By Ashley Hickling, Fire Sales Manager at STANLEY Security
Food and drink premises, including hotels, are regarded as one of the more high-risk categories when it comes to fire because of the hazards associated with kitchens.
According to The Home Office Fire statistics data tables, based on incidents attended by Fire and Rescue Services, primary fires in food and drink premises represented just over 10.5% of all non-domestic dwelling fires in 2017/18. Primary fires are classified as more serious fires that harm people and / or cause damage to property.
Fires not only have the potential to cause harm to people and property, but they can put a permanent end to your business: The Association of British Insurers reports that around 60% of private businesses never recover from a fire.
Commercial kitchen fires can arise in numerous ways, including defective or damaged heating controls, unattended devices, burners overheating and grease / dirt residue build- up. When it comes to protecting your commercial kitchen against fire, suppression systems can help stave off the fire before it develops and takes hold, neutralising the environment effectively to ensure flames won’t spread.
What is a Fire Suppression System?
Prevention, as they say, is better than cure and fire suppression systems are very much in this vein, preventing the spread of fire rather than leaving you to deal with the consequences of a large fire.
Fire suppression systems can refer to any number of automatic systems designed to control and neutralise fires without the need for human intervention. Rather than ‘putting the fire out’, as you would get with a sprinkler system (which can cause extensive damage in itself), most suppression systems are designed to starve the fire of oxygen; without oxygen, the fire cannot take hold.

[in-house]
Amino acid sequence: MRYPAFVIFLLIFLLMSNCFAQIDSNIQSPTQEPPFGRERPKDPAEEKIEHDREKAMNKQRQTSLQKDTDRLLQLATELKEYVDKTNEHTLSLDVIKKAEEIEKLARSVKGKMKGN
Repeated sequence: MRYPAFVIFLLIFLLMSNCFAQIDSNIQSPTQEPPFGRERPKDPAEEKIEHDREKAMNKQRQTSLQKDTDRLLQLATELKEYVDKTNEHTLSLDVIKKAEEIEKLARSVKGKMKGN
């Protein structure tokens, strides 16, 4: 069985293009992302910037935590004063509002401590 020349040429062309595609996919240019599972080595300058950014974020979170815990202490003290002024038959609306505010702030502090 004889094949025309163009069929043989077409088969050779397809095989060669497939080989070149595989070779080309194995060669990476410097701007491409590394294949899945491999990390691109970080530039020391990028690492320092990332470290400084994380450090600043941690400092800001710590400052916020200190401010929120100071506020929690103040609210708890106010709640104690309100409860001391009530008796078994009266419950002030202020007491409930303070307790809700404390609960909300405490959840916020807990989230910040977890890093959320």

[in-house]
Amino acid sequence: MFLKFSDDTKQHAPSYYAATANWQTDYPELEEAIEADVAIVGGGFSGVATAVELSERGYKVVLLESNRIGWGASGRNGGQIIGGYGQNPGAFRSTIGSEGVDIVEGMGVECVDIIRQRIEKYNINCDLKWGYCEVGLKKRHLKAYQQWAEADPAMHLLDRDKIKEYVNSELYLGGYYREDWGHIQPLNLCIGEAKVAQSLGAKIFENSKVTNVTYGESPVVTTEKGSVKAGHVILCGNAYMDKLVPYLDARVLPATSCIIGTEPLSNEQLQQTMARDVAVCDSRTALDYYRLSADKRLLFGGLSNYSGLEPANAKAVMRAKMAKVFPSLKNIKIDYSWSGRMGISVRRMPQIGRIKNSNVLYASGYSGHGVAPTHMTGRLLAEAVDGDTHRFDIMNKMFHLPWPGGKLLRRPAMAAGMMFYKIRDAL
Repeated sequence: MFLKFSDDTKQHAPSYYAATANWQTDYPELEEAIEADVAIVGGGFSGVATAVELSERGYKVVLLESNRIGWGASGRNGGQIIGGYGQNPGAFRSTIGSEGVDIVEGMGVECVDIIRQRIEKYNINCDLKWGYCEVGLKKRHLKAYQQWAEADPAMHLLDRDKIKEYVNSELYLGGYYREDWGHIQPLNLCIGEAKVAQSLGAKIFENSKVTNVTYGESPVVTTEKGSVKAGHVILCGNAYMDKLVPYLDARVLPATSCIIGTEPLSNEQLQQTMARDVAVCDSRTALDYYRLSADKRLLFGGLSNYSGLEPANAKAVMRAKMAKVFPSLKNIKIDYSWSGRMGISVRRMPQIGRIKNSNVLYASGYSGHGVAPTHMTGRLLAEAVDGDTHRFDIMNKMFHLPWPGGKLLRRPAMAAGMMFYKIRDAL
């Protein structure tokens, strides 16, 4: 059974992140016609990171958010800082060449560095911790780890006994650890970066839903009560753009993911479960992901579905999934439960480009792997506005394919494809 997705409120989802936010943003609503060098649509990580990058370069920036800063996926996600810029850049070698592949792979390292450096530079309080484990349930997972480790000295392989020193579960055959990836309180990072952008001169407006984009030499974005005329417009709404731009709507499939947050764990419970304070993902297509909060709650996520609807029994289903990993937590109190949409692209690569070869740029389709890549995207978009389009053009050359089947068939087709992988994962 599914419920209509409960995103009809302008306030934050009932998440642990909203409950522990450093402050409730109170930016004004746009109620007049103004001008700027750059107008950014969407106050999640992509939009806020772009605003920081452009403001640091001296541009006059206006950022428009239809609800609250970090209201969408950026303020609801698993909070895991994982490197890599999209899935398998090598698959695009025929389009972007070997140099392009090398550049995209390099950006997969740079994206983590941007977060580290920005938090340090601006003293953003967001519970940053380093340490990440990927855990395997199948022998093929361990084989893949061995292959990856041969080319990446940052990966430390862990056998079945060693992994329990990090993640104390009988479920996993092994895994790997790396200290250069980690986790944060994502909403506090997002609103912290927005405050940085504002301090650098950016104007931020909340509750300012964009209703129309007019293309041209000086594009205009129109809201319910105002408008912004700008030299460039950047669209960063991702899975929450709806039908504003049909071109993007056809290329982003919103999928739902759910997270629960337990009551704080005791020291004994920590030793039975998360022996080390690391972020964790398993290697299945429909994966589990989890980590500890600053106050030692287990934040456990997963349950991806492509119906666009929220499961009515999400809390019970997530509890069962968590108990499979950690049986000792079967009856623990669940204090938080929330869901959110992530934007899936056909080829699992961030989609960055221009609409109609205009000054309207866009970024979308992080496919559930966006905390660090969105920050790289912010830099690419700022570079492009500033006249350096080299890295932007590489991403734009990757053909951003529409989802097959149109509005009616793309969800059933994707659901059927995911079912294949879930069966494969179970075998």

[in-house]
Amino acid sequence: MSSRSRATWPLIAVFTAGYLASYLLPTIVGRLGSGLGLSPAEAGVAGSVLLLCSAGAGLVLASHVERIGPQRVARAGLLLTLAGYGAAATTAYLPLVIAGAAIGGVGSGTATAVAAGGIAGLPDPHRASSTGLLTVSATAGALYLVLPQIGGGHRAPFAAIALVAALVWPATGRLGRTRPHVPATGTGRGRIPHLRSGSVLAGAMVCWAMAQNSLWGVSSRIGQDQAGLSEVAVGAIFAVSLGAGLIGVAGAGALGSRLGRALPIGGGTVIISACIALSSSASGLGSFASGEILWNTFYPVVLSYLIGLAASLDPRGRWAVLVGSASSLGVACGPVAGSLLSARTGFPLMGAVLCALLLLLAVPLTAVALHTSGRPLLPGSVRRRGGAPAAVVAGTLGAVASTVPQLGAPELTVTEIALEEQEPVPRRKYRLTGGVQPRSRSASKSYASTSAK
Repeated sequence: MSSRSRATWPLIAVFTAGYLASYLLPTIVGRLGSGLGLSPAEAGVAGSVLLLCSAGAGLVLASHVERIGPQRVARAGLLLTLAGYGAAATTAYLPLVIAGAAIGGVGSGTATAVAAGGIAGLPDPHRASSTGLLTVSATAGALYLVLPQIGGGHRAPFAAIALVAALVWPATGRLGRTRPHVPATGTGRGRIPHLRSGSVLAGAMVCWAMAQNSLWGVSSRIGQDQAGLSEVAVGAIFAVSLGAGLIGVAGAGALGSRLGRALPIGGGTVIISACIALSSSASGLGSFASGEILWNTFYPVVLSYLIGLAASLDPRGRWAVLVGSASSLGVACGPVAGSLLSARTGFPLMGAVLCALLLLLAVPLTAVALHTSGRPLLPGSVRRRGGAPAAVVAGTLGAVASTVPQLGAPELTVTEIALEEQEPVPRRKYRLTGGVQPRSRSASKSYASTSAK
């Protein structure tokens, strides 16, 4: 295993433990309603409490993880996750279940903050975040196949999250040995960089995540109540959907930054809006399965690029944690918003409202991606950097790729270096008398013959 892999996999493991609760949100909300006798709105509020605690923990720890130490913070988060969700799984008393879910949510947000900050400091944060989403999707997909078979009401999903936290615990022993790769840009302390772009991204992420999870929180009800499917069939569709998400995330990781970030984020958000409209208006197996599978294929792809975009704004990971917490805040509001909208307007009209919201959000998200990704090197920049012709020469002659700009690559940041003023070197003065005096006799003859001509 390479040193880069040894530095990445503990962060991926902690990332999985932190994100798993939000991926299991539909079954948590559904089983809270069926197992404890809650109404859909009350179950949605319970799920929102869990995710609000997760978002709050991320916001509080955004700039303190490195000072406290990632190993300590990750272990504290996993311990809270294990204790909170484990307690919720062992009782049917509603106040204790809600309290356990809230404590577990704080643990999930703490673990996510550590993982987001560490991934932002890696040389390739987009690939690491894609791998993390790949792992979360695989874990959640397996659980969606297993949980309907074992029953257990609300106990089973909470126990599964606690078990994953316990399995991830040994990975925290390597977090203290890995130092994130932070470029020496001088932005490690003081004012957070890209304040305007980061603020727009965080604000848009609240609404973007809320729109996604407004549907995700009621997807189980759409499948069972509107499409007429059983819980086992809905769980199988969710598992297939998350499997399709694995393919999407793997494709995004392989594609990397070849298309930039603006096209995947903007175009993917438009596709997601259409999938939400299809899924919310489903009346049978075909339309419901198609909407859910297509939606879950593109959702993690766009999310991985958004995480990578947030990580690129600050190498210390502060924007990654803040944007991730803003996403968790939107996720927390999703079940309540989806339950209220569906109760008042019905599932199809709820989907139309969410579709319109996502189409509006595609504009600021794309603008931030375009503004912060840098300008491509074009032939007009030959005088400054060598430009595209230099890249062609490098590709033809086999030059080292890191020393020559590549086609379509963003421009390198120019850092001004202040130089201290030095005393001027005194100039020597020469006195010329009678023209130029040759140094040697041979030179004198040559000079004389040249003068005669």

Kitchen Fire Suppression Systems
There are several different makes of suppression systems readily available, each utilising a different approach to fire suppression but all with the same aim of ‘saponification’ of the fire. Saponification is a process that involves the conversion of fat or oil into soap and alcohol by the action of heat in the presence of a low pH liquid agent, usually a potassium carbonate based solution. When the wet chemical hits the liquid grease, a soapy layer is formed at the surface preventing oxygen from reaching it and feeding the fire further.
This wet chemical based type of suppression system is ideal for kitchens as it not only extinguishes the fire by cooling but prevents re-ignition – a genuine issue in kitchens where liquids are heated to autoignition temperature and extinguishing the fire and removing the heat source may not be enough to cool the liquid down below its auto- ignition temperature. It’s also far easier to clean up than a dry powder and, as the wet chemical is discharged as fine droplets, damage to cooking appliances through thermal shock and potentially dangerous splashes of hot grease are avoided.